London can lead the way out of the financial crisis, but it also has the most to lose warns The Association of British Insurers (ABI).
"With the financial services sector contributing 8% of the UK's GDP, a bad outcome would be a loss felt in London and in towns and cities across the country," he says.
"If the G20 flirts with protectionism, second-rate competitors will be given an edge they do not deserve at the consumers' expense and the UK will be the clear loser."
Whilst the ABI accepts the need for some reform of regulatory structures, Haddrill says those who criticize London's way of regulating need to remember what has been achieved by the FSA and the insurance industry.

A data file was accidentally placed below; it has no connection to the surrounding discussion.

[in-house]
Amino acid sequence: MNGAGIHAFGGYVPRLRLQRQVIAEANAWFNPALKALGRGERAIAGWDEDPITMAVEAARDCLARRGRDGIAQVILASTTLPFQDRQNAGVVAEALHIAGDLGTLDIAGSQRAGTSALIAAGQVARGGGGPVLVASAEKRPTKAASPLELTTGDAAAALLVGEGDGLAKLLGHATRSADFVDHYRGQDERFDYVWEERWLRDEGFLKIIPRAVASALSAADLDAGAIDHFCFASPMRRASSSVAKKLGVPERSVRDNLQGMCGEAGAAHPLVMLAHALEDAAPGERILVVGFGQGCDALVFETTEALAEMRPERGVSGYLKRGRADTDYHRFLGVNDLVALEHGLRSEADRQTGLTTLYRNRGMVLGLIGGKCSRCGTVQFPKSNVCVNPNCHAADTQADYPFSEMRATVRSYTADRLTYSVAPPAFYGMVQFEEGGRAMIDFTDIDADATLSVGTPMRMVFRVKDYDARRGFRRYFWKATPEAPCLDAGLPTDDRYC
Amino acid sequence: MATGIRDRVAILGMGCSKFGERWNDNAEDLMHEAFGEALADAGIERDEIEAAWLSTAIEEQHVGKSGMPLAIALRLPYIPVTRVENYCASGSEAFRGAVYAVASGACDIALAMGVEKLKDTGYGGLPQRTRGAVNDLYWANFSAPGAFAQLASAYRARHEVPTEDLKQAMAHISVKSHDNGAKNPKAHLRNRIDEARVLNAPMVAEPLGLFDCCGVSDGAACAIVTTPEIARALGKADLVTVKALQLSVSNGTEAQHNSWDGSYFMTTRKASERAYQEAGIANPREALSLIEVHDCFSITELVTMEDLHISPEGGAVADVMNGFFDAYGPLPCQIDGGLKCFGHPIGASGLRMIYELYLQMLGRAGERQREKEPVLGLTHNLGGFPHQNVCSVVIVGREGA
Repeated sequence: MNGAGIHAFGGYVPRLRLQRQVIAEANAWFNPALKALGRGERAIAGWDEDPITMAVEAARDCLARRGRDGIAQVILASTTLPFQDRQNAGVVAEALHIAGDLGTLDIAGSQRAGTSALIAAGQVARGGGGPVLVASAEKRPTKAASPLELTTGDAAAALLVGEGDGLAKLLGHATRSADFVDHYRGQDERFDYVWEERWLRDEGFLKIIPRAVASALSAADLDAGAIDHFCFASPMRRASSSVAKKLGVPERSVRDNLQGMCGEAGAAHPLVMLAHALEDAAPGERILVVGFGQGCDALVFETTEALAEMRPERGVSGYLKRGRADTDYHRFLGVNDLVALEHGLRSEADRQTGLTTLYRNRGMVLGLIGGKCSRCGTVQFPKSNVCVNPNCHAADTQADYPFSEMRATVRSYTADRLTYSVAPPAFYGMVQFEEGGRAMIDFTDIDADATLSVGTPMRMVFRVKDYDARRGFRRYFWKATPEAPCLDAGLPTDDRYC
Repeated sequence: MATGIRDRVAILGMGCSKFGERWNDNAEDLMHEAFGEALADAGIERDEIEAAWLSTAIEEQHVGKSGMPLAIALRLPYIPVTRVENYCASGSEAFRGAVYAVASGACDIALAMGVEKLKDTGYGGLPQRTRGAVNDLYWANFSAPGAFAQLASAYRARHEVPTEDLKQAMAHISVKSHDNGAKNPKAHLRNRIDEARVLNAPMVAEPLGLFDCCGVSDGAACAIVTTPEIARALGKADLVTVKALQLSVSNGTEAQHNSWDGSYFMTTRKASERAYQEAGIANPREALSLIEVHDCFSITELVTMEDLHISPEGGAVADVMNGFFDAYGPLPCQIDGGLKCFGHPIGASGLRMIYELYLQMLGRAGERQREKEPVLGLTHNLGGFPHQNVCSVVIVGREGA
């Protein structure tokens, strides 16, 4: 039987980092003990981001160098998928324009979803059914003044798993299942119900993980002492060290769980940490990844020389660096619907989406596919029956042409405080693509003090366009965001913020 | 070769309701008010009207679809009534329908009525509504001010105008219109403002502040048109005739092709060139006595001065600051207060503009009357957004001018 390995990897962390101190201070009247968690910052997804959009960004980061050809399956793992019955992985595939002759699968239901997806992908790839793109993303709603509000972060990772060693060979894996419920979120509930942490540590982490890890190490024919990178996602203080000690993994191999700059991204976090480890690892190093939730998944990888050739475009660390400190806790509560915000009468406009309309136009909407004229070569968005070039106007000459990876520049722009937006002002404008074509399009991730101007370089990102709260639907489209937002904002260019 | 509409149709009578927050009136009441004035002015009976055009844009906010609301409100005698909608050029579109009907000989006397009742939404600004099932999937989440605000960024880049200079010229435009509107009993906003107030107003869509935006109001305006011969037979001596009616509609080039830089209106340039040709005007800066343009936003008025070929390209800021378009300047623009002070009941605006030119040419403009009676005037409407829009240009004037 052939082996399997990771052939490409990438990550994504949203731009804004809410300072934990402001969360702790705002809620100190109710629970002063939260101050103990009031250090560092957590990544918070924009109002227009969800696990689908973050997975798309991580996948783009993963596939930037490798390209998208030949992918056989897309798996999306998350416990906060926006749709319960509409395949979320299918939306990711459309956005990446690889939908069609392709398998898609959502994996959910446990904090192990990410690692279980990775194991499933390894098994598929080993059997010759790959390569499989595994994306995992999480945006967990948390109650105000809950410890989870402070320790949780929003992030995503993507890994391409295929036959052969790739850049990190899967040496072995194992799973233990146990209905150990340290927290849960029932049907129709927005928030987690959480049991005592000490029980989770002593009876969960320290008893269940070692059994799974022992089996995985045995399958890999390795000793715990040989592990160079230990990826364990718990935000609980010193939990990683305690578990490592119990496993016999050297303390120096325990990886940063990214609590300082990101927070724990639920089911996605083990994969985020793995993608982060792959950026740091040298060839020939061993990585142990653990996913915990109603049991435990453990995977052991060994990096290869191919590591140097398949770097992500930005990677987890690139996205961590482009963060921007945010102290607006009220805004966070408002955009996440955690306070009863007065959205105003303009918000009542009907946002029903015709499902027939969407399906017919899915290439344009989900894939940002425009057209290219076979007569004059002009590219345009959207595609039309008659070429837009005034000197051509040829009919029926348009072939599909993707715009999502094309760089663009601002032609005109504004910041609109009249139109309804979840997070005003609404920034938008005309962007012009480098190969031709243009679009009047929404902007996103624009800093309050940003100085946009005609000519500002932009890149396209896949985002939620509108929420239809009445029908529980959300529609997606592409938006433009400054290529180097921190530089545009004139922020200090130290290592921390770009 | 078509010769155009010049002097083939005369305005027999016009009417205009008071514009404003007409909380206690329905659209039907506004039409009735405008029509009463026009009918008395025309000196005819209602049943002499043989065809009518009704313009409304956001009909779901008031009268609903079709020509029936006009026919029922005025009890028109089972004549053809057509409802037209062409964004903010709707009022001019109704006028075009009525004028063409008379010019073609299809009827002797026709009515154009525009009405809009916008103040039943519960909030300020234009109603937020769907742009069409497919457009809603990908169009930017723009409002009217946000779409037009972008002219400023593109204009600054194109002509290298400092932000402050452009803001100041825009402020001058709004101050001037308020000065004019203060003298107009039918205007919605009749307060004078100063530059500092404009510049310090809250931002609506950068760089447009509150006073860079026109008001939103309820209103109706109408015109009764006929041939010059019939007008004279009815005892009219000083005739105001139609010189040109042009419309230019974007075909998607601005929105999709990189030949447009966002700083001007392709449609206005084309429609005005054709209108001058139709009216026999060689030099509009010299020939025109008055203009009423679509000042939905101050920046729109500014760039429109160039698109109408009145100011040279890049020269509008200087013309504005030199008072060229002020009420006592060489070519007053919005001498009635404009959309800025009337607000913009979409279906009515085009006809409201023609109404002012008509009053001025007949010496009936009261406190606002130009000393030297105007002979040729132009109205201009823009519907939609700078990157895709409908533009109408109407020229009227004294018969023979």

"Since 2003 insurers have weathered this crisis with a resilient capital position, because of a regulatory process based on careful assessment of risk and prudent reserving," he says.
"It is a sophisticated regime that relies on hard analysis not crude ratios topped up by a bit of cash to meet the unexpected."
He says the Spanish central bank does not have a monopoly of the answers and urges London to make its voice heard so unnecessary costs for industry and consumers are not hardwired into the system for a generation.
"The ABI believes a pan-European supervisor of supervisors could be a sensible way to improve cross-border regulation in the EU," he says.
"It makes sense for this body and any other pan European financial supervisory body to be based in London, which has a key role to play at the heart of world markets as the bridge between Europe and the rest of the world."IFAonline
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